Over 90 Percent of Connecticut Patients Used Telehealth to See Healthcare Providers Whom They Also Saw in Person
NEW YORK, Sept. 7, 2023 /PRNewswire/ — A new study from FAIR Health examines the use of telehealth in Connecticut from 2020 to 2022. The study has been released as a white paper entitled Telehealth in Connecticut: An Analysis of Private Healthcare Claims Focusing on Areas with Greater Minority Populations.
Previous research has left unclear the impact of telehealth on patient results such as number of visits, costs, emergency room (ER) visits and hospitalizations, and how these relate to the racial and ethnic diversity of an area. With generous funding provided by the Connecticut Health Foundation, FAIR Health conducted an observational study, delving into its repository of private healthcare claim records—the largest in the nation—to analyze the Connecticut population overall as well as seven of the most common and well-known health conditions treated via telehealth in the state. Because FAIR Health does not have data on the race or ethnicity of specific patients, data are reported based on the racial and ethnic makeup of geographic areas, not the race or ethnicity of individual patients.
The study examined telehealth use for seven conditions: anxiety and other nonpsychotic mental disorders, mood (affective) disorders, COVID-19, acute upper respiratory infections, hypertensive diseases, diabetes mellitus and substance use disorders.
Among the key findings comparing patients who used telehealth to those who received only in-office medical care, using claim dates of service from March 1, 2020, to September 30, 2022:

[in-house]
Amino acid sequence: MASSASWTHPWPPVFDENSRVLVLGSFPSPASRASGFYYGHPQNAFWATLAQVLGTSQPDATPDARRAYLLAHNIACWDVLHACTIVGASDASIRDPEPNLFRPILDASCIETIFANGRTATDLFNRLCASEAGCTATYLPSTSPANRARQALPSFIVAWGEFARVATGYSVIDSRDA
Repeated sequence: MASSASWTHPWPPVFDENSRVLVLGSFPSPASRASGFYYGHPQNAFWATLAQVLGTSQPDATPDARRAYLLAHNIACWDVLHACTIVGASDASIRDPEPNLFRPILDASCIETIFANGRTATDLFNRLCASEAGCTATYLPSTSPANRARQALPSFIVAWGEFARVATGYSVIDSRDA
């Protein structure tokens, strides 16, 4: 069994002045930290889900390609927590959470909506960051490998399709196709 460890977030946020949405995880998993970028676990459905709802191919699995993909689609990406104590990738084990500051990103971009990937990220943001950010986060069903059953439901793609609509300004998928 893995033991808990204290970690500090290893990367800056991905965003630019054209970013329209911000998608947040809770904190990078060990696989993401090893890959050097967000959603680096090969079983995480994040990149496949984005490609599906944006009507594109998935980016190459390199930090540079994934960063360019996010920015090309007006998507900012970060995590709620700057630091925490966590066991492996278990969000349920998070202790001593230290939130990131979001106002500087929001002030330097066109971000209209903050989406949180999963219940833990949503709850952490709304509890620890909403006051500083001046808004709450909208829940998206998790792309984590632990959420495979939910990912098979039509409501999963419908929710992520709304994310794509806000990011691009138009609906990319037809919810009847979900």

- Overall, Connecticut telehealth patients were more likely to have ER visits and hospitalizations than patients who did not use telehealth care, and that likelihood was higher for those who had more ER visits or hospitalizations. It is beyond the scope of this study to determine whether telehealth treatment or differences in the patients who select telehealth care led to the different results.
- Connecticut telehealth patients were almost 15 times as likely as those who did not use telehealth to have more total visits1 than average and over 10 times as likely to have a higher allowed amount2 sum than average.
- Most patients used telehealth to see healthcare providers whom they also saw in person. Overall, 92.5 percent of Connecticut patients sought telehealth care from a provider whom they saw in person either before or after their telehealth visit. Only 7.5 percent of Connecticut patients used a telehealth provider they never saw in person.
- Females used telehealth more than males. Of all Connecticut residents receiving medical care included in the data, 52 percent were female and 48 percent were male. Among telehealth users, however, 59 percent were female and 41 percent were male.
- In most of the eight geozips3 in Connecticut, the share of patients using telehealth was fairly similar to that using all medical services. The two exceptions were geozip 061 (Hartford), which had a lower percentage of patients using telehealth, and geozip 068 (Stamford, Norwalk, Danbury), which had a higher percentage of patients using telehealth.
- For all seven health conditions analyzed in Connecticut, greater racial and ethnic diversity in an area (as measured by a smaller percentage of white people)4 correlated with higher average numbers of ER visits and hospitalizations for both patients who used telehealth and those who did not use it. For six out of seven conditions, the differences among the three different population groupings (geozips that are 26 to 50 percent white, 51 to 75 percent white and 76 to 100 percent white) were statistically significant.